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This post comes inclusive of many grains of salt, but the first leaks on AMD's Radeon HD 7970 are here. The GPU is said to be released on January 10, 2012, where our VGA editor has promised me after he's done he's going to send me all of our samples, right Shane? ;)
Onto the rumor, 3DCenter have a compiled list of specifications for "Tahiti", from various sources and bits and pieces of info from here and there:
4.50 billion transistors, die-area of 380 mm², built on TSMC 28 nm process
Advanced GCN 1D architecture
2048 1D processing cores
128 TMUs, 48 ROPs
384-bit wide GDDR5 memory interface, memory clock slightly below 1 GHz, target bandwidth of 240~264 GB/s
AMD's next-generation high-end graphics card has been spotted, with images making their way onto the Internet. The new boards are marked as "Tahiti" and are believed to be the top-of-the-line single-GPU cards from AMD. This should be what the Radeon HD 7900-Series will eventually be.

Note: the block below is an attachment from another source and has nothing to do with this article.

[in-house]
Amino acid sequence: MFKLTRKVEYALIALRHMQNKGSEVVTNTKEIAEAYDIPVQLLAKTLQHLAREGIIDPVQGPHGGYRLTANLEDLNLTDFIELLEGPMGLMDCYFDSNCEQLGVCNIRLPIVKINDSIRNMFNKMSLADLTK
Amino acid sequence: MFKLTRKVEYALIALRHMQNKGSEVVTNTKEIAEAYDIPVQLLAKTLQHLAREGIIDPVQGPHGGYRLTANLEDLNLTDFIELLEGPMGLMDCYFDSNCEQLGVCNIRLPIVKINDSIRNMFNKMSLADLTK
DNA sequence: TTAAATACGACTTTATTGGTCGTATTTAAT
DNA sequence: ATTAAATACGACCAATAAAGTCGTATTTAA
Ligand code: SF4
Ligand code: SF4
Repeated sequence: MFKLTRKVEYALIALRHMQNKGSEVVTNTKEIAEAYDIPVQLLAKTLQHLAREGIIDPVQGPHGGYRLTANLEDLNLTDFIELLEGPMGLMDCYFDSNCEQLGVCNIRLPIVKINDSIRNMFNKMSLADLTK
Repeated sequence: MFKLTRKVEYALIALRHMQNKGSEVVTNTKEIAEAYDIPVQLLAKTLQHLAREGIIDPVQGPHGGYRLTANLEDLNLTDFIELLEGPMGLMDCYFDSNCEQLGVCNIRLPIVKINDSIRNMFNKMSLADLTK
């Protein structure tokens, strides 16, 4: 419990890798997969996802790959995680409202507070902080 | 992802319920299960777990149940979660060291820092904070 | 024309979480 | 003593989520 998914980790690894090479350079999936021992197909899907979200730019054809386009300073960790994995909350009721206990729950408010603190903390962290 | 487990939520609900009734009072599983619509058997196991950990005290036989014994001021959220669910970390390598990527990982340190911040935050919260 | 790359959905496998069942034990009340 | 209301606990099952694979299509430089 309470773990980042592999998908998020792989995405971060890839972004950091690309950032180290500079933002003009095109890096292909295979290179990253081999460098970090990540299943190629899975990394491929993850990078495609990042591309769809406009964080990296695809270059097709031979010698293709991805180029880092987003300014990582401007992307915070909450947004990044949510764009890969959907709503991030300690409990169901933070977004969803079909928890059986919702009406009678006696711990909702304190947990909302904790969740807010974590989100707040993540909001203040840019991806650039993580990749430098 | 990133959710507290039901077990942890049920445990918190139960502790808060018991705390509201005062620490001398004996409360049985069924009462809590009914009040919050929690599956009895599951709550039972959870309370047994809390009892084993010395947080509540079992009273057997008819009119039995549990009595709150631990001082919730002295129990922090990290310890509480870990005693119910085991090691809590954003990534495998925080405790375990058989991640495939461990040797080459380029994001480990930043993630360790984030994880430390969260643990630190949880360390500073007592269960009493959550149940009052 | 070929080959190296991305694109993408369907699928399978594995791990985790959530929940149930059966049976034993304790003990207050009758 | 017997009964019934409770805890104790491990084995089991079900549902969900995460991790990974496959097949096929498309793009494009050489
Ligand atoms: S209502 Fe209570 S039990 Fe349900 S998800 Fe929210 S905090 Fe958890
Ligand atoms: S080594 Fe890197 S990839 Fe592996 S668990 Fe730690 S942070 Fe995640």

The card, as you can see in the picture above, is quite long, roughly the same length as AMD's current Radeon HD 6970. It sports twelve GDDR5 memory chips, which means they use a 384-bit memory bus. It also includes two 8-pin PCI Express power connectors, which should give it up to 375W of power to suck down. The card, however, is powered by the SIG-approved 6-pin plus 8-pin config, which uses up to 300W of power.
It shouldn't be long until we have more concrete info, but generally, when there are leaks like this, the real things aren't far behind.
This is a bit unexpected, but a good move for Zalman. They have just announced their entry into the GPU market with the shipping of Zalman-branded GPUs to start shipping on December 13.